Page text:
Oh snap! we skipped a week… I guess we’ll get better at keeping up with the weekly updates eventually. Well, as promised in a previous blog post, I decided to share my interesting experiences as a digital nomad this last month. I decided to split it in 2 posts because I just had a lot in my mind and I think sharing it in smaller pieces might be better and easier to digest, so here is part 1.

There and back again… a beginner nomad’s tale by Richie Viteri. Part one.

Disclaimer from the beginning, I’m not a seasoned nomad worker, and I haven’t actually thought too much about doing it by now, but let’s say that this time around I became an accidental one for a little. Just a quick recap about myself, I’m from Ecuador and, at least to my knowledge, nomad working is not a “thing” around there, so it’s safe to say that I’ve always been used to office work (you know… like a minion… a happy minion). But now, since March 2018 I’ve been working from home (house minion) and my experience in that transition might be worth of a totally different post in the future. But the story now is about a completely new beast for me… nomad working D: , and not any nomad working experience, an accidental nomad working experience!

So how did I end up in this so unconventional story, well, it began with one plan, Sziget Festival in Budapest, that part of my trip was expected, you know, fly to Budapest, go to the festival and fly back home, maybe bring clothes for around just 4 or 5 days. Well, things not always go as expected. My week in Budapest was pretty normal, 100S has an office there and I was able to work comfortably along with Alex, Zoli and Lajos. Also, I really really like Budapest, so walking around the city is always such a great experience. That was definitely the easy week, cause I was able to work from the office itself. By around Wednesday, my initial plans started to change, now I needed to go to Berlin to help my wife with some things she needed to sort out. I immediately booked a flight to Berlin.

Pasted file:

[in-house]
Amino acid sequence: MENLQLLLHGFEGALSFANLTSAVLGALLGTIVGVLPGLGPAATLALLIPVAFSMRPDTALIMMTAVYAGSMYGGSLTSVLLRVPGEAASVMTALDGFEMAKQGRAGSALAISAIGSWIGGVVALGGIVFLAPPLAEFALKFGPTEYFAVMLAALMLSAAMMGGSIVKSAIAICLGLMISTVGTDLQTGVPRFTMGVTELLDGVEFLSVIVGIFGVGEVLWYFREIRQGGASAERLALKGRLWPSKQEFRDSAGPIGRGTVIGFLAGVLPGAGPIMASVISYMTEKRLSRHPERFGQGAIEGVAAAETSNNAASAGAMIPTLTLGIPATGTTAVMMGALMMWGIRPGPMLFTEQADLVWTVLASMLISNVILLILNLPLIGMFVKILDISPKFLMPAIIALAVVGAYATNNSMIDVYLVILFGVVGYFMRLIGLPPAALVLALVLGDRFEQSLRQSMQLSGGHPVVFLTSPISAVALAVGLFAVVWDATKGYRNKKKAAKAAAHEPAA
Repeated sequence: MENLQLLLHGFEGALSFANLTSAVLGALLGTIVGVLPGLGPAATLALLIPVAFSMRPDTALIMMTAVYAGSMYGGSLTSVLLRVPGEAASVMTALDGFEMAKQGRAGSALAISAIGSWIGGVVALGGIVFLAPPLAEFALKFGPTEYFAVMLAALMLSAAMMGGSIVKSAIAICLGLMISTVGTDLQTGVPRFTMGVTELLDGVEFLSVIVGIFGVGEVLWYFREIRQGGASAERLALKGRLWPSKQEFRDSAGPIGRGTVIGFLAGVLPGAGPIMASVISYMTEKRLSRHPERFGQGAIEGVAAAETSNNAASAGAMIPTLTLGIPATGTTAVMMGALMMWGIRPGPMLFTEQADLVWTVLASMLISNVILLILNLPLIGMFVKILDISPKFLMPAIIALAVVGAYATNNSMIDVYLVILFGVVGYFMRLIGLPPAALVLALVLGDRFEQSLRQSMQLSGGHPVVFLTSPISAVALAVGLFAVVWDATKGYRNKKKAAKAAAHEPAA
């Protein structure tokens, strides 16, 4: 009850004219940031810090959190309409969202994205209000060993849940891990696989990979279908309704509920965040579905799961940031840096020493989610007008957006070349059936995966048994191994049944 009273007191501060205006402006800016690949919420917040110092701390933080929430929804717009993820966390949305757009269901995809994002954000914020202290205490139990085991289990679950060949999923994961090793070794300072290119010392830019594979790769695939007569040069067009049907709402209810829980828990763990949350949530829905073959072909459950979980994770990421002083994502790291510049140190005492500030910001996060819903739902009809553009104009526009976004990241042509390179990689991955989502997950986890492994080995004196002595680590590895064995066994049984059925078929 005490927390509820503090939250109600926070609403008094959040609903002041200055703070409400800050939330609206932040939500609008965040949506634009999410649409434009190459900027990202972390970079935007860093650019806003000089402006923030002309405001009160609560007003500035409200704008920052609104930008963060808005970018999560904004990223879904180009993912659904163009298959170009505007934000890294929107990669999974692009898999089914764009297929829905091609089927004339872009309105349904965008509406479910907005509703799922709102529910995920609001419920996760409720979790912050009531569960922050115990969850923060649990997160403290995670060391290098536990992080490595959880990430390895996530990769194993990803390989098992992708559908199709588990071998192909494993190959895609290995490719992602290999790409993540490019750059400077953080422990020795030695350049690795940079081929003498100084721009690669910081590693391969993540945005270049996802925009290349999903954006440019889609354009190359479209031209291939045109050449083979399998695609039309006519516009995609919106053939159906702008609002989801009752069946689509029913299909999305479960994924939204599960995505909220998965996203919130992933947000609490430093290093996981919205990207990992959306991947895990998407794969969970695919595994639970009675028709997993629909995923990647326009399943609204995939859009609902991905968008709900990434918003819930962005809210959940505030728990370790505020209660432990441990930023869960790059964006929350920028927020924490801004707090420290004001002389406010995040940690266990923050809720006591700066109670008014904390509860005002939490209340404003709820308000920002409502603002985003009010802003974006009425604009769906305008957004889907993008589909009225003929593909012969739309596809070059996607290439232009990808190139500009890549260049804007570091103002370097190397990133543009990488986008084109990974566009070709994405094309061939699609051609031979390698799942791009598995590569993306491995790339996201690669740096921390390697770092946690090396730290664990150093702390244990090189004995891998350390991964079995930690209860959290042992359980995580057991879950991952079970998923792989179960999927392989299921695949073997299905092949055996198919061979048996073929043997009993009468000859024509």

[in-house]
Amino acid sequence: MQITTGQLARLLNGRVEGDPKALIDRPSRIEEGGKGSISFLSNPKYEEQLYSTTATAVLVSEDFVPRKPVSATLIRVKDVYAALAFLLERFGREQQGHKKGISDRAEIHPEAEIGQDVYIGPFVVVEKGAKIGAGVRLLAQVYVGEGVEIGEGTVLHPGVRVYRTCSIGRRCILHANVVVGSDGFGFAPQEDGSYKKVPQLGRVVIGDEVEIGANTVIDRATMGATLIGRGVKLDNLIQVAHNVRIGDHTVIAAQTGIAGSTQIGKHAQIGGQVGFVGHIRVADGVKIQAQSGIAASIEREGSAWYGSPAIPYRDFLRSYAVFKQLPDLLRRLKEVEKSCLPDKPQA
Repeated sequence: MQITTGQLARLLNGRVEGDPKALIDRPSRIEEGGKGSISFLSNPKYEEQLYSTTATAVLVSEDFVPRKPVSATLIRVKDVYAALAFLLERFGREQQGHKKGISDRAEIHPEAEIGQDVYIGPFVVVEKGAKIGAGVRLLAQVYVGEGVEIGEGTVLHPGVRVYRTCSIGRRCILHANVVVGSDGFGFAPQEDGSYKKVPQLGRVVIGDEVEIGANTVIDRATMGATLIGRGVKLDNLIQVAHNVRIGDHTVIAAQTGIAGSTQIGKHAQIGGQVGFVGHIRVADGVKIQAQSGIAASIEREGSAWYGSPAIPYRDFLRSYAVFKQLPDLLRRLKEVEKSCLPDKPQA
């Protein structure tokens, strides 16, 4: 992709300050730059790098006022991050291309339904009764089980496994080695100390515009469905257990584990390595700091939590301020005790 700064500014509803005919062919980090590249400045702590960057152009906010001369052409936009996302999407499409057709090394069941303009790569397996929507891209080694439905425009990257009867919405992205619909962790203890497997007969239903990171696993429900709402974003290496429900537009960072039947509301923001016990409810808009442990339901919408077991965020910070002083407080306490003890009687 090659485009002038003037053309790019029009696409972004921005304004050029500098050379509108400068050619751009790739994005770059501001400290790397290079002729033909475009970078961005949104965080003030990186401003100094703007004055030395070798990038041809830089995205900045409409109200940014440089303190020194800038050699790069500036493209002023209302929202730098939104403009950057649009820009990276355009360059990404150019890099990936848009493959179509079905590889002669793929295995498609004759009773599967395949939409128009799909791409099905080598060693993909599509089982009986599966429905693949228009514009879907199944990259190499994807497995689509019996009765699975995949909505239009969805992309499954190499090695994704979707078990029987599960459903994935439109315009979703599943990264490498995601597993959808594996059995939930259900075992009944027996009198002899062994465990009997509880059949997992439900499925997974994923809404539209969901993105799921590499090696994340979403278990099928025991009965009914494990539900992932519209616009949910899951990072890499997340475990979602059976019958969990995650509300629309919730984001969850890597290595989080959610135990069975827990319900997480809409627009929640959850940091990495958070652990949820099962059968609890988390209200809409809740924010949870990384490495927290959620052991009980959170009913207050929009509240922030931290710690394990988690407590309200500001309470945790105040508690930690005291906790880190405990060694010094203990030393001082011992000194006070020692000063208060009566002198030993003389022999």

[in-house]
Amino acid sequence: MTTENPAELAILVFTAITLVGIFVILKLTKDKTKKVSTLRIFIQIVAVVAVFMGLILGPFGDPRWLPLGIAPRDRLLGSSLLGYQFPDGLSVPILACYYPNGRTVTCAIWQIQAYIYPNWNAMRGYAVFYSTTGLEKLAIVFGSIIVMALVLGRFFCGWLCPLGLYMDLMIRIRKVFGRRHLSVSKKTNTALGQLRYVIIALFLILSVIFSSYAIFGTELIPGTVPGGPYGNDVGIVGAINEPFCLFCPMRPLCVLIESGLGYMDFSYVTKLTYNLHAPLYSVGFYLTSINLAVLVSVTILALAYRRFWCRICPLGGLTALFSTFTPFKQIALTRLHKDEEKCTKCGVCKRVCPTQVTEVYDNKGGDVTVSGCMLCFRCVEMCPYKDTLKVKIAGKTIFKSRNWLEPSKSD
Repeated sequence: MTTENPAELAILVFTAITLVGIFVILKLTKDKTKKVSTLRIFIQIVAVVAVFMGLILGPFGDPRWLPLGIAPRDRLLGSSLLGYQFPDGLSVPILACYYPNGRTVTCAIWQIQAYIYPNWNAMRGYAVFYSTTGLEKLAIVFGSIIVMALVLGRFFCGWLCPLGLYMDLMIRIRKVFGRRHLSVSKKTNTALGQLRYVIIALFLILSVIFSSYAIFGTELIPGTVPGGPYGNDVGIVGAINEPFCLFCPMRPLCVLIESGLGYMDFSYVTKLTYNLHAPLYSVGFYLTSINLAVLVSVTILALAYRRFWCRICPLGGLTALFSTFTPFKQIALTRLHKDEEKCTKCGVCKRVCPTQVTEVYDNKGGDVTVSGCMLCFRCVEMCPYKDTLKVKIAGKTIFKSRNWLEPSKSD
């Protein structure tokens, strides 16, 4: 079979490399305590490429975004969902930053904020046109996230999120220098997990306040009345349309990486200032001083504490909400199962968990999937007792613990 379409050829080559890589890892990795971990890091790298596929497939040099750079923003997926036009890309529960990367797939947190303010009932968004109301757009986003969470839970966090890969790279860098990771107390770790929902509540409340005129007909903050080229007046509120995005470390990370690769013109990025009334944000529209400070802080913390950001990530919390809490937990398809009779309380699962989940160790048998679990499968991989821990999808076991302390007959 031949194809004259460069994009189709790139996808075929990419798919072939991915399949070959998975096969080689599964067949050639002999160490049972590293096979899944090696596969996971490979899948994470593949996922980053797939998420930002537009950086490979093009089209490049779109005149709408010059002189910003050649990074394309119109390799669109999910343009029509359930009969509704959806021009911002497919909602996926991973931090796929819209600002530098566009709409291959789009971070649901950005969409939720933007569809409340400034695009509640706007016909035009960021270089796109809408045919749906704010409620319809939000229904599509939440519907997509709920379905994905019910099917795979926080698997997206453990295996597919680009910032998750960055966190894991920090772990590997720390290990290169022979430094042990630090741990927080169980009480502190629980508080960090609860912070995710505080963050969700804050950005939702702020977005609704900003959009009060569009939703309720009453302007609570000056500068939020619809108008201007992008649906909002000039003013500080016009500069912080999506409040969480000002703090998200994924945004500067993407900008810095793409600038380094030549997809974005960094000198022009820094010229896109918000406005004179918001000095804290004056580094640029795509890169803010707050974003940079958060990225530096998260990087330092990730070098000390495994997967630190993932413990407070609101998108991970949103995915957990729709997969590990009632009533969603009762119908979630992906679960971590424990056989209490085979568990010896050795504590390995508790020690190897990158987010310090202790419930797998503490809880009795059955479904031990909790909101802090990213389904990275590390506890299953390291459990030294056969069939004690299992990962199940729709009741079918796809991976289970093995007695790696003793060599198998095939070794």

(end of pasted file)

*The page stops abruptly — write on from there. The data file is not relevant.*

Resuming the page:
In Berlin is where my nomad worker experience started to get interesting. Since my wife is also sort of a nomad for now, during that week it was kind of difficult to find a good place to work, the accommodation was quite dark and internet sometimes failed working. Luckily I know Berlin good enough so it wasn’t that difficult to find places to work. This brings me to the first key thing I learned from this experience, adaptability.

When I think adaptability I usually think about settling somewhere and understanding the culture and traditions, or even adapt to how hot, cold, humid or dry a place is, but I never thought too much about it in terms of work, I mean, I usually have a good desk and chair at the office or at home, but now, I had to make due with whatever I had at my disposal: uncomfortable chairs at a coffee shop, really really small tables, coffee shops with no internet or energy outlets, rather noisy libraries, you name it. The key for me in order to cope with all this kind of scenarios was to try to create my own environment every time I settled somewhere. Finding that environment most of the time would involve the following:

  • Check if the place have internet and use it! (use a VPN if security is a concern of yours), if they don’t have, then you have one of two choices: leave the place or tether internet from your phone (I suggest having a good internet plan or to find one if you are going to be working while abroad)

  • Order a coffee (mainly to not get kicked out of the coffee shop for not buying anything… you are using their space, is the least you can do). Ask for a take away cup, this saves space in those usually tiny tables.

  • If there is any, find the table closest to the electric outlet (you will not always find them, so try to charge your computer whenever you can)

  • If the chair is uncomfortable, you can always use your jacket as a cushion (of course this depends on the weather and what you ate earlier…)

  • If possible, find a table that is visible from the outside, this way, if you get a call, you can answer it outside in case the place is too noisy, all while keeping an eye on your stuff (defend your seat next to the electric outlet at all cost!)

  • Put you headphones on with your music, podcast, white noise or whatever you are into and start working!

I’m sure people that know better than me will have their own better suggestions or tricks, but I can only recommend what has worked for me, and I hope it helps someone that for some reason finds themselves in an unexpected (or maybe expected but unprepared) situation like mine.

This is just part of the whole adventure I had over the last month, as well as part of the environments in which I’ve been working and tricks I’ve learned during that time. At this point in the story I’m still half way into my unexpected trip, but I will leave the rest for a later blog post.